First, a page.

Early Childhood


The primary goal of our Early Childhood Program is to improve the mental, emotional, and behavioral health and well-being of young children, especially those from low-income families and under-resourced communities.

Our program focuses on three of the influences that research suggests offer considerable promise to improving young children’s mental health and well-being (as broadly defined): the caregiver-child relationship; caregiver behavioral health; and early childhood adversity and stress.

To make lasting changes that help create a society where young children’s mental health and well-being flourishes, we use three levers of change:

  • Policies – Researching, analyzing, and advocating for scalable policies that are most likely to improve the mental health and well-being of young children.
  • Service delivery models – Identifying, pilot-testing, evaluating, and disseminating scalable programs and interventions that improve the mental health and well-being of young children.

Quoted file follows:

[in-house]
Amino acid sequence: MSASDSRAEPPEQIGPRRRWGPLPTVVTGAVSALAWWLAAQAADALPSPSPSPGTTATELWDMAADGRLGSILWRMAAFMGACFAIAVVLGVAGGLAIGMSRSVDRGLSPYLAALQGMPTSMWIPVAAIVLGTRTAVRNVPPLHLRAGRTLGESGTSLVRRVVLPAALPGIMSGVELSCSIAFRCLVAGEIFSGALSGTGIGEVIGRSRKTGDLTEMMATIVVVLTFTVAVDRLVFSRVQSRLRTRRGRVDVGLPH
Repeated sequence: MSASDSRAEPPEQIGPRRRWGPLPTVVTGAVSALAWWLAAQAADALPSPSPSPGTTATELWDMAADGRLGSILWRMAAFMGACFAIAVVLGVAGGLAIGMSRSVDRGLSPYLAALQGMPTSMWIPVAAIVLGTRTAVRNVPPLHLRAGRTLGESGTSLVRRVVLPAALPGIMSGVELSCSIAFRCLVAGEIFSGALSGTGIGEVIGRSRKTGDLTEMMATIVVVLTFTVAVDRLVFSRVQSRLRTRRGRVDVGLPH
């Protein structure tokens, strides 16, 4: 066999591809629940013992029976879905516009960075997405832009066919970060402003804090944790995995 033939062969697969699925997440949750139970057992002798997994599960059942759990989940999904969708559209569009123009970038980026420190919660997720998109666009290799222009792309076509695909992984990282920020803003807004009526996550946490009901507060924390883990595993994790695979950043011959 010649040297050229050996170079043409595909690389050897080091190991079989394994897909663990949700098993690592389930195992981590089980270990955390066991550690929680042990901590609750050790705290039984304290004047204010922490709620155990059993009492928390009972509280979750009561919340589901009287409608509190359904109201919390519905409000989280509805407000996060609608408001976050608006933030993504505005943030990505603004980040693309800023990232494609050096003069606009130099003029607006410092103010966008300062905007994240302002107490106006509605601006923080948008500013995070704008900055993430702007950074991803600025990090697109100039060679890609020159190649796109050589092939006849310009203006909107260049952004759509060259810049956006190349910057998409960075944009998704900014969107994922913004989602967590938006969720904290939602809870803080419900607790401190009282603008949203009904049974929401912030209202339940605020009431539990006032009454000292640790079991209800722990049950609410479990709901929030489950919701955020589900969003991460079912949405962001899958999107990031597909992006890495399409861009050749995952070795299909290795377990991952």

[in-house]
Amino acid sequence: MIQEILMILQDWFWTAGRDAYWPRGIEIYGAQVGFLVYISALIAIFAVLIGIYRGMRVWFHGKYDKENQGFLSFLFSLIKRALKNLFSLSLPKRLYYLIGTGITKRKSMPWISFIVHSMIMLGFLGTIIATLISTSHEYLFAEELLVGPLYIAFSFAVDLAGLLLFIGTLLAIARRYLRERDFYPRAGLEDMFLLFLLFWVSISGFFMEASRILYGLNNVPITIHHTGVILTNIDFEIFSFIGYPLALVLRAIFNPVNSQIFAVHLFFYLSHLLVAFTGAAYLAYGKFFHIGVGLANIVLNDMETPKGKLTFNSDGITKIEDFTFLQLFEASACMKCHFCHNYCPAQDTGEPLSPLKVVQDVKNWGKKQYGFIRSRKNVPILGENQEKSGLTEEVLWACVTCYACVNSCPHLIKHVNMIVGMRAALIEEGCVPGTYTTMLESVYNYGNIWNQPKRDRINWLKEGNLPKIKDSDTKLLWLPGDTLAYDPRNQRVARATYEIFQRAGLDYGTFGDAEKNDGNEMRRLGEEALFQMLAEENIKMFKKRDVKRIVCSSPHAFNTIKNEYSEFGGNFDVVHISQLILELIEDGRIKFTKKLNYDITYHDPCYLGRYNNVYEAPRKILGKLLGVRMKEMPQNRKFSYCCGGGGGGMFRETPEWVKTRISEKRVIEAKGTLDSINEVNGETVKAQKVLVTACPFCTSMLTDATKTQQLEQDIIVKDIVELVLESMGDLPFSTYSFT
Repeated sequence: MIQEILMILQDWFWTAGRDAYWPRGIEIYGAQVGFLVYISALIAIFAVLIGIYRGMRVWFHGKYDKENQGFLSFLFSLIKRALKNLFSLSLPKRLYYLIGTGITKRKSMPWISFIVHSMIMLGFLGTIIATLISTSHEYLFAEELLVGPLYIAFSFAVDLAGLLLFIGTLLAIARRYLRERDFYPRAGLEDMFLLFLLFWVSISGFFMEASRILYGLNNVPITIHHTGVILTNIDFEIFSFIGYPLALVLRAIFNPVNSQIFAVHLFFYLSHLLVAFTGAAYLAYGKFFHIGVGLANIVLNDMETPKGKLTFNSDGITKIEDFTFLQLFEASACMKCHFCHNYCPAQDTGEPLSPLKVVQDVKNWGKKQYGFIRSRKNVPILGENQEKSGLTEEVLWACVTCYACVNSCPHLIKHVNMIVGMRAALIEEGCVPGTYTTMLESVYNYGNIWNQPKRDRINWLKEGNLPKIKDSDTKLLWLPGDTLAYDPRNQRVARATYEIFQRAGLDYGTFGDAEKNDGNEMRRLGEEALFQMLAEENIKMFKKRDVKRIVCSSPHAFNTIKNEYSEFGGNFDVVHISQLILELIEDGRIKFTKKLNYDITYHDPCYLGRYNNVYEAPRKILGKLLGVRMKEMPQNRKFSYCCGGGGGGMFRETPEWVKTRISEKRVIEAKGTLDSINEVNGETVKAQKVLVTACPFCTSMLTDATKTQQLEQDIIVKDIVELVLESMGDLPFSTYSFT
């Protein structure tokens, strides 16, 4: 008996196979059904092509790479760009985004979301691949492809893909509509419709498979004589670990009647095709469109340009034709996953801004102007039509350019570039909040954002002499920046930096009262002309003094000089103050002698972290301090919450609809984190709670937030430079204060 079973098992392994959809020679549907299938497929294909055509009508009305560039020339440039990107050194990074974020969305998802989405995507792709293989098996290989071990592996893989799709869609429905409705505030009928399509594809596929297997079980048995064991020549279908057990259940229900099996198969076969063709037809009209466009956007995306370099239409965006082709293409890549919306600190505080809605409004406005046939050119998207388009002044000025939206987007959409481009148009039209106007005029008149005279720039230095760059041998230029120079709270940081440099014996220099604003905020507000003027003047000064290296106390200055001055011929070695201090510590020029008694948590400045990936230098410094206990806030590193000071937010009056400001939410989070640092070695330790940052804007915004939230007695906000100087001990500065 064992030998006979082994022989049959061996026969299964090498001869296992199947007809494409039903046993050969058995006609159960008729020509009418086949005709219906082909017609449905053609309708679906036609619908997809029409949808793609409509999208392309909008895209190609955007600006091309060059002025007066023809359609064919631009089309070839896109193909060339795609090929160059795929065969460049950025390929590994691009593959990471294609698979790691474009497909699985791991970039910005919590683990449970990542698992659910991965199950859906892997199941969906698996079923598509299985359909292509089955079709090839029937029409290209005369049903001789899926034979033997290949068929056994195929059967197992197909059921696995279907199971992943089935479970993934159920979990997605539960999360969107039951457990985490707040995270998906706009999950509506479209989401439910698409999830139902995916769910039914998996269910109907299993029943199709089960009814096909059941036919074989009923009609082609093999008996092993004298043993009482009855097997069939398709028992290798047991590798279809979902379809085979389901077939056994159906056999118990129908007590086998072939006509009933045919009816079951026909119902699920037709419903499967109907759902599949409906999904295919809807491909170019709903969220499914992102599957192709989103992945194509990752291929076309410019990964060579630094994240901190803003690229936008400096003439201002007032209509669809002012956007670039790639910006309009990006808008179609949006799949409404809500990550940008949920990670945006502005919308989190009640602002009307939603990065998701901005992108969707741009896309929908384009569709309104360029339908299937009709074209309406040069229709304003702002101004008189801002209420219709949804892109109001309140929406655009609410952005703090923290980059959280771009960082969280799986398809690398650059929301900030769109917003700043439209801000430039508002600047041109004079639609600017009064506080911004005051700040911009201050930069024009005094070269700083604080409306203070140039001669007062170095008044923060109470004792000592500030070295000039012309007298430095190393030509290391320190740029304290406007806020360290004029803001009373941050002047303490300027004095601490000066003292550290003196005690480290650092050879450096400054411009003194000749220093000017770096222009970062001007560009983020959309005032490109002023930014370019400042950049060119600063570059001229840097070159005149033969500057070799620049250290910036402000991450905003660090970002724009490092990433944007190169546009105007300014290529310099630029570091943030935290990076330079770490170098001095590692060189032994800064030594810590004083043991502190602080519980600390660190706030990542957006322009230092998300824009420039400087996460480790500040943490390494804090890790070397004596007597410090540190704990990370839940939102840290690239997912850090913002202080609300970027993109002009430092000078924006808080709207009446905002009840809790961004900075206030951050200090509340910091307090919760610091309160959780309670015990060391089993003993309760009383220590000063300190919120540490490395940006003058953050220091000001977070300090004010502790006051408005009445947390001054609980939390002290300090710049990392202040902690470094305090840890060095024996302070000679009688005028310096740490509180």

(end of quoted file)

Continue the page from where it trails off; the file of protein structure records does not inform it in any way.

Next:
• Funding models – Creating scalable, sustainable funding models for prevention and intervention within the health care system, but also models that include other systems that impact children, such as social services, child care, and education.

When investing in on-the-ground work, we focus primarily on New York, Washington, D.C., Connecticut, and Maine, although the ultimate purpose of our work is to foster the development of scalable models for national change.  We collaborate with other foundations and, where possible, governmental entities to leverage public resources to increase the chances of achieving lasting change.

The Fund’s early childhood work integrates our long-term interests in improving children’s health (including their mental health), and in making lasting systems change. To make a sustained difference in young children’s lives will take time, but we are patient and committed.

Eliot Brenner, Executive Director


LENA participants wearing their talk pedometers.

Recipient Spotlight


Project: Assessing factors in the child’s audio environment that affect language development and social emotional functioning.

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